Anything Box: "A Change in My Destiny" For '90s Synth Stars

Last year DJ Rob Ehlinger brought a surprise hit to Houston when he convinced Claude Strilio to bring Anything Box of "Living in Oblivion" fame to Numbers for a performance. The show ended up as a packed, breathless success that can be held up as an example that Houston may be reclaiming its place as a world-renowned stop for synth acts.

Now, Anything Box is back at Numbers for round two, as well as a reunited T-4-2 and the Bayou City's own Provision.

Strilio formed Anything Box in 1986 in New Jersey. They released their most successful album, Peace (featuring "Oblivion"), in 1990. They've continued a steady stream of releases up to the present, with various changes in lineup and direction, and their work is often regarded as some of the most influential in the synth-pop community.

Strilio's latest endeavor is a project he calls Animore, an approach we're going to say is what would've happened if Hyperbubble had written American Idiot. It's a stark, desolate sound taking place in a wasteland called Neverville that nonetheless seems to hold out a promise of peace.

"Animore is a little project that I did to create an outlet for a change in my destiny," says Strilio. "I wanted, and still do, to move to South America. And the rest you will have to read about in my blog. The whole world knows now. As for Neverville, it is a very real place, although no one knows for sure what its real name is.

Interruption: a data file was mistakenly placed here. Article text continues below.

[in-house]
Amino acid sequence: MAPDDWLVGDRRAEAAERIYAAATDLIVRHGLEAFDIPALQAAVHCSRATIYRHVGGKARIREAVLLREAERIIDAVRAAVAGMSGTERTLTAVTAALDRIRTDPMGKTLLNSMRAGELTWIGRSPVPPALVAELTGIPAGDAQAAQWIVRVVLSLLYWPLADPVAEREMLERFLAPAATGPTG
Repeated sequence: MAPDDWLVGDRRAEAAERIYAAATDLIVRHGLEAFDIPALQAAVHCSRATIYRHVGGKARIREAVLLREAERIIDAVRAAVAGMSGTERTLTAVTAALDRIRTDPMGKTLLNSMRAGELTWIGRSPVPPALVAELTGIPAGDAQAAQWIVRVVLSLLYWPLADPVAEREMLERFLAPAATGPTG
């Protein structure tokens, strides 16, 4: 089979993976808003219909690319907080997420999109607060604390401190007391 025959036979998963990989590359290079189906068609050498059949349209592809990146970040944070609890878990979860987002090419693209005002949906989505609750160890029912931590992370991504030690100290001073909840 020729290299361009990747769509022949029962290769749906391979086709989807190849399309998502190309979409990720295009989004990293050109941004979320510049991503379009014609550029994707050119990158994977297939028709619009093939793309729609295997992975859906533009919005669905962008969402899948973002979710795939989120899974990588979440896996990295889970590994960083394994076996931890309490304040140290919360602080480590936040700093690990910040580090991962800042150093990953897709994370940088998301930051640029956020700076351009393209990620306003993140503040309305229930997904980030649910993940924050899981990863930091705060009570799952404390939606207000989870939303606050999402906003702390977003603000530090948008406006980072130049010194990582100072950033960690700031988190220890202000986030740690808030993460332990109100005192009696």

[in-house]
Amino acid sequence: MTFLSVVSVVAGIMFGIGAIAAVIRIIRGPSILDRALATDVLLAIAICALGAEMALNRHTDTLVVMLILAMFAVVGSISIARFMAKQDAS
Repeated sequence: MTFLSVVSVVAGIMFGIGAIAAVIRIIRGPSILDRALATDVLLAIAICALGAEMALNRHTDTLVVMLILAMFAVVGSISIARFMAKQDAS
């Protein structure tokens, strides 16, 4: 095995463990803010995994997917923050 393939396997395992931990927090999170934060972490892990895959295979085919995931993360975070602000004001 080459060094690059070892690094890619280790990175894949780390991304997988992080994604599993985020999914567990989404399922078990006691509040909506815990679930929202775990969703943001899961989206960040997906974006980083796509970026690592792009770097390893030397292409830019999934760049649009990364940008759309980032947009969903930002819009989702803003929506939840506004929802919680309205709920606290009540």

"Something happened there, though. It is almost devoid of all life. I was doing a bit of filming when I stumbled on to it. Now... it is a place I visit to get a perspective of what the world will look like when we've moved on from it. Scary place, really."

Joining Anything Box on stage is a recently reunited T-4-2. They formed in the Deep Ellum scene in Dallas at the end of the '80s, and toured with Anything Box and Information Society. Will Loconto and Jay Gillian helped pioneer preprogrammed backing tracks onto various tape machines, then performing with banks of keyboards in the fashion that became popular with artists like Howard Jones, ABC, the Thompson Twins and New Order.

"T42 and us...," Strilio begins. "We were both radio darlings at the same time, so there was much love between us, and we had the pleasure of playing with them before. Great band, amazing people. In the end, this is what it is really about... this life... people, how they affect you, how you affect them."

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Jef Rouner (not cis, he/him) is a contributing writer who covers politics, pop culture, social justice, video games, and online behavior. He is often a professional annoyance to the ignorant and hurtful.
Contact: Jef Rouner